At our siesta spot the ridgeline path leaves the southwest ridge and turns south, onto the face of Wilson Peak, enroute to the 13,200 foot saddle noted above. This southwest ridge "exit point" is obvious, with two "bumps" being farther southwest that need not be surmounted. The southwestmost bump, incidentally, is the subpeak prominently visible from the head of Navajo Basin. Given its shape, we had dubbed it "Parabolic Peak" the previous day.

Mount Wilson
An enlarged, if somewhat blurry view
of the Mount Wilson summit area as seen from
the Wilson Peak southwest ridge.

The final, class 4 summit crux
is encircled (click for enlargement).
Edward again did the class 3 traverse, while I dropped all the way down to a point perhaps one hundred feet below the saddle, and then climbed on slabs, with solid handholds, plus some unwelcome loose scree, to regain the lost elevation and rejoin Edward.

We had reached the summit in some 2 1/2 hours, I believe 9:36 a.m, and were back at camp just after noon - so making for a five hour round-trip.

We rested for twenty-five minutes, packed our gear, and headed downhill to the trailhead. I spiked my milk with coffee crystals to keep up with Edward's long stride, enjoying it with a maple flavor granola bar. It is only on descent that his five inch height advantage is an issue, and I sometimes use coffee as a means to level the playing field.

Upon return to the pickup truck we stored our gear apart from a single daypack with one GPS unit, a liter of water and a granola bar. Remarkably, and, indeed somewhat insanely, we continued downhill, paralleling the creek drainage so as to lose additional elevation as rapidly as possible.

Why such seeming madness? Upon "bottoming out" some 200 feet below the truck, followed by regain of the elevation, we would form a closed loop with a 5,000 foot net elevation difference between our lowest point and the summit of Mount Wilson - in essence, the first 5,000 foot Earlization in the county highpoint world.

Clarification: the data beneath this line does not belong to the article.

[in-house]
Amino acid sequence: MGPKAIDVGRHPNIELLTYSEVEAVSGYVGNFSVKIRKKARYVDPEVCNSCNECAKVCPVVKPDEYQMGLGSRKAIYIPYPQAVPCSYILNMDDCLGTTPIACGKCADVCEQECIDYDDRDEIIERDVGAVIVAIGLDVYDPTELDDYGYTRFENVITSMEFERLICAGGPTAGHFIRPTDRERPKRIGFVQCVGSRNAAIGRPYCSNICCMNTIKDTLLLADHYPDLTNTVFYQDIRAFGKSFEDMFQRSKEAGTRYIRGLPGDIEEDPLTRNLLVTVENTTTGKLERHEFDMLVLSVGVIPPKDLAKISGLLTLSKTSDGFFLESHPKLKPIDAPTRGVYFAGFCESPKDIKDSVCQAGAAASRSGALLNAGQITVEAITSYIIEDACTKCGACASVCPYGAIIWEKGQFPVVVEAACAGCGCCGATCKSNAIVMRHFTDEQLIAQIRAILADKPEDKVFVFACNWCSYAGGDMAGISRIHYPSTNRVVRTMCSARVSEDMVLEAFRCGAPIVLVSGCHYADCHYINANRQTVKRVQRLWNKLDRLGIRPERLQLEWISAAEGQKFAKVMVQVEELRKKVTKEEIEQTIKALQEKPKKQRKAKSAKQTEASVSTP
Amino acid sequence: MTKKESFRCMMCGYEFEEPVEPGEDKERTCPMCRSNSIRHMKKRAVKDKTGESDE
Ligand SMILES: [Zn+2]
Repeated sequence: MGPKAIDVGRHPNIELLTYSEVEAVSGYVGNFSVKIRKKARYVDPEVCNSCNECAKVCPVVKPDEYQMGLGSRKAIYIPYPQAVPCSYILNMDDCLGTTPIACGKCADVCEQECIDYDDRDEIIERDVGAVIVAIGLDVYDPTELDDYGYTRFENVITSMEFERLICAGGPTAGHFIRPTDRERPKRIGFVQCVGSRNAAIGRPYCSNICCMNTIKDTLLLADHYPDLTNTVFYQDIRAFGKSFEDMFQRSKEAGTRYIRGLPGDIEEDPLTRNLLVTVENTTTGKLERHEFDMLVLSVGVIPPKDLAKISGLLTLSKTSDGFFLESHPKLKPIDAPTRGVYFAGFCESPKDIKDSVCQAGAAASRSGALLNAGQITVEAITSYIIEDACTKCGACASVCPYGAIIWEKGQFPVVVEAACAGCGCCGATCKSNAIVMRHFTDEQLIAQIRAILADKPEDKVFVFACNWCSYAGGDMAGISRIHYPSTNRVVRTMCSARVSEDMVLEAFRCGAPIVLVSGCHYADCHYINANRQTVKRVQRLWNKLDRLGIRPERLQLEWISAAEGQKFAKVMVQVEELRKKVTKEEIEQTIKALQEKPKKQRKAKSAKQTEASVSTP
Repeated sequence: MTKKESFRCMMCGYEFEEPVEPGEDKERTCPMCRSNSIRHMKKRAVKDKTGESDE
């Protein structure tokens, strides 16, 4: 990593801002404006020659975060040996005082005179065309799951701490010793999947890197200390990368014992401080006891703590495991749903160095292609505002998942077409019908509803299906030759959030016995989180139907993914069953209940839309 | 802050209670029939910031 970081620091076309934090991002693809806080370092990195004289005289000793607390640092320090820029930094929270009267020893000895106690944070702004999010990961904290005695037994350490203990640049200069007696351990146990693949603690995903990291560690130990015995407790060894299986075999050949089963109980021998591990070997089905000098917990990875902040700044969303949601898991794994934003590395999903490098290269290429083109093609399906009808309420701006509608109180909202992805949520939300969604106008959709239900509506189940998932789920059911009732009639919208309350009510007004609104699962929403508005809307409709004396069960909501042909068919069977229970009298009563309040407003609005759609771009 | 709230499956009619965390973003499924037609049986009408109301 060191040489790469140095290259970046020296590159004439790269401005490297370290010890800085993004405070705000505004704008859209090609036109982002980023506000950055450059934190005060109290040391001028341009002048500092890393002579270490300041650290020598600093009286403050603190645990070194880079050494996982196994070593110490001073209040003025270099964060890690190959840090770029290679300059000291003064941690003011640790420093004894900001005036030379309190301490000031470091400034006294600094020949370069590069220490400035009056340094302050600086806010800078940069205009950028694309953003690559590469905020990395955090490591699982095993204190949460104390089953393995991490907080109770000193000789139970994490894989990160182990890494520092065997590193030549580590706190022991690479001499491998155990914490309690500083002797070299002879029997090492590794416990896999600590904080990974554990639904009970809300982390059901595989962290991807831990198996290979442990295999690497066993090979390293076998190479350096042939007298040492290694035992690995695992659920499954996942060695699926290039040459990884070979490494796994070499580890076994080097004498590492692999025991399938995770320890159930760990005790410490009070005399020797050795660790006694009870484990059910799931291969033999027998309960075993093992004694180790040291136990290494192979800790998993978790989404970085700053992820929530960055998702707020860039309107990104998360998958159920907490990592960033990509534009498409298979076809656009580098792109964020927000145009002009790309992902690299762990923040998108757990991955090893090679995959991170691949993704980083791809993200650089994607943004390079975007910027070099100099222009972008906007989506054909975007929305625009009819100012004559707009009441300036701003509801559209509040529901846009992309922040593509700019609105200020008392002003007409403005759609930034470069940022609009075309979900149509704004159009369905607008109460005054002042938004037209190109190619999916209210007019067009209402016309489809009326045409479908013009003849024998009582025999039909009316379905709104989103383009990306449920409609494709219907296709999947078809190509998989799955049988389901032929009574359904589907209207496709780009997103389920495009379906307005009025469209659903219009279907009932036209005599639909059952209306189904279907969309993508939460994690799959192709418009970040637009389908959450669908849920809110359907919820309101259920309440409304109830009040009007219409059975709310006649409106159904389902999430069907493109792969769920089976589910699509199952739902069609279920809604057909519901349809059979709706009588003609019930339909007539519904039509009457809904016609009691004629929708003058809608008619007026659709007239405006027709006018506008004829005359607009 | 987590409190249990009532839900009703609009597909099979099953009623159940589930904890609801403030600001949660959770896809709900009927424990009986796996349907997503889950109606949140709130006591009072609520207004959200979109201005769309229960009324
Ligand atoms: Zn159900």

In so doing, we were assured credit in the corresponding FRL (Front Runner List) records category regardless of the precise outcome of the current debate regarding what constitutes a 5,000+ foot effort.

The pint of Ben & Jerry's Oatmeal Raisin Cookie ice cream was well-deserved on the drive north to a cheap motel room in Montrose that evening. With a microwave oven in the room, Edward elected to have a store-bought pizza for supper ... while I cooked a jalapeño jack cheese pasta package on the stove top.


I am pleased that Edward and I decided to prolong our experience by taking a full 2 1/2 days. The nearly perfect weather allowed us to enjoy each afternoon, while at the same time avoiding the prospects of late day thunderstorm buildup.

If you decide to climb Mount Wilson, please do so with the understanding that it is requires experience on rock beyond simply trailwalking. A rope would not be unreasonable, although it may be difficult to rig it, apart from some capacity as a hand-line, on the high traverse along the skyline summit ridge taken by Edward.

I subjectively rate Wilson Peak as "class 3 1/2" owing to the final effort encountered beyond the 13,900 foot false summit.

The net elevation gain for climbing Mount Wilson from the Wood Lake trailhead is calculated as 14,246 - 9,400 = 4,846 feet. There is a 400 foot elevation loss prior to reaching Navajo Lake, as well as the some 60 feet of downhill (and uphill) hiking encountered south of the Elk Creek Trail junction. The resulting additional 2 x (400 + 60) = 920 feet of elevation gain yields a total elevation gain to climb just Mount Wilson of 5,766 feet.

It is doubtful somebody would plan a climb of both Wilsons on the same day as a dayhike from the Woods Lake Trailhead. Were he to do so the total elevation gain would include the additional gain required to climb Wilson Peak from the head of Navajo Basin. Using 12,300 feet as the minimum point in the Wilson-to-Wilson walk, the total elevation gain is computed as 5,766 + (14,017 - 12,300) = 7,483 feet.

Our total elevation gain includes a "minimum point" as the high camp (11,948 feet), plus the gain performed to make this a 5,000+ foot net elevation gain effort. Adding all relevant elevation differences, I compute a total gain of 7,989 feet.1

1 To place this figure over eight thousand feet (just to make the author "feel good" :-), simply add the elevation (Adam only) lost on climbing down 50 feet from the 13,200 foot saddle; his 100 foot re-ascent to gain the saddle on return from Wilson Peak's summit; and, quite trivially I admit, the 10 foot loss in turning left to pursue the alternative climbing route on the Mount Wilson summit block - so giving 7,989 + 160 = 8,149 feet.